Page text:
Take a close look at her sand palettes! Sand from all over the country, all over the world. Choosing the color to apply to the fabric of a piece in the Dream Series is as important as creating a palette for a painting.
Below is a nice shot of one of the desks holding several pieces in the Dream Series in various stages of conclusion.
One piece in particular is a dream told to her by a close friend. This piece (above) and also featured in the first image with Bourcart glancing through a magnifier, was created using sand coated in phosphorescent paint. In daylight it looks very much like the other pieces in this series, but when taken into a dark room, you will see the stunning image below.
“Each piece in the Dream Series retells a story in a concise way, in its entirety, creating a narrative,” said Connie Lee, Curator and Director of Living with Art Salon, where I was able to view ‘Big Dream‘.
The color of the thread used for the hand-stitching of the frame applied to each piece in the Dream Series is also chosen to blend into the artwork.
Below, a few recent finds from a trip to Long Island and the Great South Bay.
One of the many pieces from the Dream Series on the wall of the studio, is the one below, using a two-tone fabric. Standing thoughtful in front of this work, Bourcart referenced the dark and bright sides to dreams.
Looking back to June, 2020, and and Big Dream, the first in the Series that piqued our interest, we’ve included an image below.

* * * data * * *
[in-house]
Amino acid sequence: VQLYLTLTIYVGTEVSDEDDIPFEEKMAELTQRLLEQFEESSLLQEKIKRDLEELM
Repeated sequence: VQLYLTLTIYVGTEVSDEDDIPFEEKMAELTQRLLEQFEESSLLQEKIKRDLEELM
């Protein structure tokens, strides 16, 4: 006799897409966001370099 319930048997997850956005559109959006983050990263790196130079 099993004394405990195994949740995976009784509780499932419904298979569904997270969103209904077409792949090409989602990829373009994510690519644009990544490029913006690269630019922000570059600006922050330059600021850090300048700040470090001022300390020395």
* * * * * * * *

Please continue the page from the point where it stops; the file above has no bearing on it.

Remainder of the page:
Taking a closer look, it captures the unique and labor-intensive qualities of the rest of the Series, with its color consistent border blending into the natural fabric border, surrounding the lettering sharing the dream itself.
Standing at the back wall, looking at it from a distance, the lettering was barely visible. But once viewers step forward, they are delighted by the image below. A story in a language known only to one.
Below is an image so magnified that you can see the texture of this particular paper. In all this time, I can only tell you that the first word (that most would assume to be the Sun) is, in fact, cat ~ the artist’s cat often appears in her dreams and in this Series.
Less than a mile from her studio, Bourcart is currently in the exhibition, Pattern Migration, the works of two artists ~ Capucine Bourcart and Beatrice Lebreton at Living with Art Salon.
The walls in the gallery mix and match, intermingling the works of the artists in two rooms. Above, Bourcart’s piece Light Sky Blue Monochrome next to three of her small pieces from her Nid-de-poule Series.
Above and below, two different angles showing Bourcart’s larger pieces in her Nid-de-poule Series.
Pattern Migration, works by Capucine Bourcart and Beatrice Lebreton will be on view at Living with Art Salon in Harlem through September, 2020. The gallery recently re-opened with timed appointments.
Just prior to the opening of Pattern Migration, Bourcart installed an outdoor art installation entitled Eat Me! In keeping with her creative methods, this was another labor-intensive creation where she took hundreds of photographs of fruits and vegetables at local markets, deli’s and bodega’s.
These photographs were turned into about 1,500 photo mosaics printed on metal squares, and each one attached to the chain-link fence surrounding Eugene McCabe Field on Park Avenue at 120th Street in East Harlem ~ a message to a largely food insecure community on healthy eating.
More at Living With Art Gallery.